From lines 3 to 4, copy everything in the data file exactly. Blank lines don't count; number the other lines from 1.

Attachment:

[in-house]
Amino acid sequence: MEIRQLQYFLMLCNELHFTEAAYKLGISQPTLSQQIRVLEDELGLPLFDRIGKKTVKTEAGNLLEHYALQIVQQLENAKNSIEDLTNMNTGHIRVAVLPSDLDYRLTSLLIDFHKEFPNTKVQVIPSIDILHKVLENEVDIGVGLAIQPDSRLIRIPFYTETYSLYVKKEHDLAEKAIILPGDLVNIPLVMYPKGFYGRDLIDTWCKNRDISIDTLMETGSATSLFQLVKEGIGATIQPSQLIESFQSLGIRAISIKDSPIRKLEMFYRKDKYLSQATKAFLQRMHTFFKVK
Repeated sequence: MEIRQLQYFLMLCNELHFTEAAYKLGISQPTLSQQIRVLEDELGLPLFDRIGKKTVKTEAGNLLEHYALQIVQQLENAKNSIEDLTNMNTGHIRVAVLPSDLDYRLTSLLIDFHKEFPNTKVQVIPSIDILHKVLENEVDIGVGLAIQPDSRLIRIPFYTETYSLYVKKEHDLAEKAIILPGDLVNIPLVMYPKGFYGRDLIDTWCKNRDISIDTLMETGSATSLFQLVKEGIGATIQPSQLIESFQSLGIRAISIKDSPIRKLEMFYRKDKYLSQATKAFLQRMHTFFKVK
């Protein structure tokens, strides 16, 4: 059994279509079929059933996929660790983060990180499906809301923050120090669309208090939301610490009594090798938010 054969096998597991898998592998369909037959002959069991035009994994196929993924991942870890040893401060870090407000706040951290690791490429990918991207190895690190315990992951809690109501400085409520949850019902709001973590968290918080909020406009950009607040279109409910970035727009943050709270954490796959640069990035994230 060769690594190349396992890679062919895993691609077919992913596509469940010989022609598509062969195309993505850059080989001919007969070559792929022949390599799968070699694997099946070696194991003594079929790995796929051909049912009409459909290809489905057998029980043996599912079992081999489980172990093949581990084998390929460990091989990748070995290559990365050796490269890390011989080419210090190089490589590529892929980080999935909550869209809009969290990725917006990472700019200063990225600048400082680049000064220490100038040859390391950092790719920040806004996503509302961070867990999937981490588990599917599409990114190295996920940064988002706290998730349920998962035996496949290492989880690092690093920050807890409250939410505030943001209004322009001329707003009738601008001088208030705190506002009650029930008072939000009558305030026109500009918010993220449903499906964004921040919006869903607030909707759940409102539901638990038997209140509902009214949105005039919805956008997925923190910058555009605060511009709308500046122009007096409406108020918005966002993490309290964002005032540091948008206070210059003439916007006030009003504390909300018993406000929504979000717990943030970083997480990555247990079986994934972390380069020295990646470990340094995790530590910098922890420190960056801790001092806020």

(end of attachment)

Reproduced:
Repeated sequence: MEIRQLQYFLMLCNELHFTEAAYKLGISQPTLSQQIRVLEDELGLPLFDRIGKKTVKTEAGNLLEHYALQIVQQLENAKNSIEDLTNMNTGHIRVAVLPSDLDYRLTSLLIDFHKEFPNTKVQVIPSIDILHKVLENEVDIGVGLAIQPDSRLIRIPFYTETYSLYVKKEHDLAEKAIILPGDLVNIPLVMYPKGFYGRDLIDTWCKNRDISIDTLMETGSATSLFQLVKEGIGATIQPSQLIESFQSLGIRAISIKDSPIRKLEMFYRKDKYLSQATKAFLQRMHTFFKVK
């Protein structure tokens, strides 16, 4: 059994279509079929059933996929660790983060990180499906809301923050120090669309208090939301610490009594090798938010 054969096998597991898998592998369909037959002959069991035009994994196929993924991942870890040893401060870090407000706040951290690791490429990918991207190895690190315990992951809690109501400085409520949850019902709001973590968290918080909020406009950009607040279109409910970035727009943050709270954490796959640069990035994230 060769690594190349396992890679062919895993691609077919992913596509469940010989022609598509062969195309993505850059080989001919007969070559792929022949390599799968070699694997099946070696194991003594079929790995796929051909049912009409459909290809489905057998029980043996599912079992081999489980172990093949581990084998390929460990091989990748070995290559990365050796490269890390011989080419210090190089490589590529892929980080999935909550869209809009969290990725917006990472700019200063990225600048400082680049000064220490100038040859390391950092790719920040806004996503509302961070867990999937981490588990599917599409990114190295996920940064988002706290998730349920998962035996496949290492989880690092690093920050807890409250939410505030943001209004322009001329707003009738601008001088208030705190506002009650029930008072939000009558305030026109500009918010993220449903499906964004921040919006869903607030909707759940409102539901638990038997209140509902009214949105005039919805956008997925923190910058555009605060511009709308500046122009007096409406108020918005966002993490309290964002005032540091948008206070210059003439916007006030009003504390909300018993406000929504979000717990943030970083997480990555247990079986994934972390380069020295990646470990340094995790530590910098922890420190960056801790001092806020």